Natural gas leaking from a Walter Oil & Gas Corp. well in the Gulf of Mexico caught fire on an evacuated rig about 55 miles (88 kilometers) off Louisiana.
The cause of the fire that began about 10:50 p.m. local time yesterday is unknown, said Eileen Angelico, a New Orleans-based spokeswoman for the Bureau of Safety and Environmental Enforcement. No injuries were reported, with nobody on board the Hercules 265 jack-up rig at the time, she said by e-mail.
“The extent of the damage to the rig is currently unknown,” Hercules Offshore Inc. said today in a statement. “All parties involved are working with third-party experts to develop a plan to regain control over the natural-gas well, which could include the drilling of a relief well” to halt the leak.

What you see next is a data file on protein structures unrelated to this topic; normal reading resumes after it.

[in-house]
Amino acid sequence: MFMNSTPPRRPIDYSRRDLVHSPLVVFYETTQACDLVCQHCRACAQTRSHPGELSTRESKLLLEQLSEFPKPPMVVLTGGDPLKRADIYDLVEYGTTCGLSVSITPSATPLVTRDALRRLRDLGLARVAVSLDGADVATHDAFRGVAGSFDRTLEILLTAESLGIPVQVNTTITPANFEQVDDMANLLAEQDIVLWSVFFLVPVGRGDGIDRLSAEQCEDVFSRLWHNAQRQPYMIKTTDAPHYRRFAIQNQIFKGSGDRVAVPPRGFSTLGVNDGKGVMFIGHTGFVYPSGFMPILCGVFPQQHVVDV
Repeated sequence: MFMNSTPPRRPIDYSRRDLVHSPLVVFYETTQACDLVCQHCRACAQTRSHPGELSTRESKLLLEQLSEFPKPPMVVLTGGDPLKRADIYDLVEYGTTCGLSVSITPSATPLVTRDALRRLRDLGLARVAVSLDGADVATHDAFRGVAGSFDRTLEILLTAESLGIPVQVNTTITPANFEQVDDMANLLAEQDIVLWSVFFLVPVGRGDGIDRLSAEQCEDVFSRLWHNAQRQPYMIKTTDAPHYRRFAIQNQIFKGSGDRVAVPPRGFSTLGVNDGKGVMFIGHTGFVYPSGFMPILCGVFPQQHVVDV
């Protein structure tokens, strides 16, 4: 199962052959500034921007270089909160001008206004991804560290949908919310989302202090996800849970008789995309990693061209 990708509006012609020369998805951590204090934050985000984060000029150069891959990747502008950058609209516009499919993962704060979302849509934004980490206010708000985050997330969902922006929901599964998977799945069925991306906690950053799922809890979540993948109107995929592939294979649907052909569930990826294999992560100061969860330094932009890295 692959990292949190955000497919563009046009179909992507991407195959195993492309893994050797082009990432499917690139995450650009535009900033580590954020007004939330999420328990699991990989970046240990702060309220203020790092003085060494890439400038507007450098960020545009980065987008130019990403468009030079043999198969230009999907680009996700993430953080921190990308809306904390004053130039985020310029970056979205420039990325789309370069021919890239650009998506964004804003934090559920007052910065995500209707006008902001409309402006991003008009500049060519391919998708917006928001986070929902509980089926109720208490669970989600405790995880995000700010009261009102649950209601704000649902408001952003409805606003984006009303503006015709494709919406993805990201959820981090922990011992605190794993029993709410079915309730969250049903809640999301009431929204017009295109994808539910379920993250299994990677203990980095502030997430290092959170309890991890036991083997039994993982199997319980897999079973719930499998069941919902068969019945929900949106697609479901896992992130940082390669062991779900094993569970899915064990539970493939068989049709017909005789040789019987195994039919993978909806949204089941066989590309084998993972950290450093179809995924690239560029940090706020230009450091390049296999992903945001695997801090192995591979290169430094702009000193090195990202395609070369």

Walter Oil & Gas, which operates the A-3 well in the South Timbalier 220 lease block, lost control of drilling operations at about 8:45 a.m. yesterday, according to the BSEE. No oil was spilled, Walter Oil & Gas said in a statement yesterday.
The U.S. suspended drilling in the Gulf of Mexico for five months after the blowout of BP Plc’s Macondo well in April 2010, killing 11 workers and setting off an 87-day spill that fouled thousands of square miles and shut much of the Gulf to fishing.
Wild Well Control Inc. was hired to bring the blown-out well under control, Associated Press said, citing Angelico. Officials were unable to get close to the well late yesterday, before the fire broke out, as it was unsafe, AP said.
The Gulf accounts for 5.8 percent of U.S. gas production, according to the Energy Information Administration, the statistical arm of the Energy Department.
The incident occurred while Walter Oil & Gas was carrying out completion work on the sidetrack well in preparation for production, according to an earlier BSEE statement. Before the fire, the bureau reported a natural gas cloud above the rig and a light sheen on the water a half-mile by 50 feet in area.
Natural gas futures in New York fell 0.4 percent to $3.727 per million British thermal units by 7:33 a.m. local time.